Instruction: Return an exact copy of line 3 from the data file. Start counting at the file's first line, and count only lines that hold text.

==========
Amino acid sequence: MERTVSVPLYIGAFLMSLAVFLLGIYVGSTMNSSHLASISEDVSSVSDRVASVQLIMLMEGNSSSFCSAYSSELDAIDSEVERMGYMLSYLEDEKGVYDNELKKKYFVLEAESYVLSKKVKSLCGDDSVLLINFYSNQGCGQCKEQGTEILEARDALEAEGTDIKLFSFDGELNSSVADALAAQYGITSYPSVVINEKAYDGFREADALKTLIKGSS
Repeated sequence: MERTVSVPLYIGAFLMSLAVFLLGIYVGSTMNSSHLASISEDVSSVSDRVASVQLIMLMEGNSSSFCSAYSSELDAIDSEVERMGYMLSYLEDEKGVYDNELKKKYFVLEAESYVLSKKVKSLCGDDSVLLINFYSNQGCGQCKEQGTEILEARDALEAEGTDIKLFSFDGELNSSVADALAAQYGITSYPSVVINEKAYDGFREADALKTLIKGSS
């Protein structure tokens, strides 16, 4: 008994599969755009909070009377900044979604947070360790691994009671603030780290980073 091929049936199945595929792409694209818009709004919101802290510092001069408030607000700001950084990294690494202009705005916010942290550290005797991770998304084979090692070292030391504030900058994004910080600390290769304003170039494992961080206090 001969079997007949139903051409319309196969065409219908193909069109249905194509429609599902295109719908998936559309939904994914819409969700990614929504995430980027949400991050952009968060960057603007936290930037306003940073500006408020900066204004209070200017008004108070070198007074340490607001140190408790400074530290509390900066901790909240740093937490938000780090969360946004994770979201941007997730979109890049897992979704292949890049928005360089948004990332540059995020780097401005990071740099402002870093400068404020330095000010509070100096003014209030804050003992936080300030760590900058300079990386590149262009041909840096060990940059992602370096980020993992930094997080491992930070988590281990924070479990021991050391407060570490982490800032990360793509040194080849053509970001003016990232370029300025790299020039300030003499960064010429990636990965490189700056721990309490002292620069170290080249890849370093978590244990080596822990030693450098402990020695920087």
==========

């Protein structure tokens, strides 16, 4: 008994599969755009909070009377900044979604947070360790691994009671603030780290980073 091929049936199945595929792409694209818009709004919101802290510092001069408030607000700001950084990294690494202009705005916010942290550290005797991770998304084979090692070292030391504030900058994004910080600390290769304003170039494992961080206090 001969079997007949139903051409319309196969065409219908193909069109249905194509429609599902295109719908998936559309939904994914819409969700990614929504995430980027949400991050952009968060960057603007936290930037306003940073500006408020900066204004209070200017008004108070070198007074340490607001140190408790400074530290509390900066901790909240740093937490938000780090969360946004994770979201941007997730979109890049897992979704292949890049928005360089948004990332540059995020780097401005990071740099402002870093400068404020330095000010509070100096003014209030804050003992936080300030760590900058300079990386590149262009041909840096060990940059992602370096980020993992930094997080491992930070988590281990924070479990021991050391407060570490982490800032990360793509040194080849053509970001003016990232370029300025790299020039300030003499960064010429990636990965490189700056721990309490002292620069170290080249890849370093978590244990080596822990030693450098402990020695920087």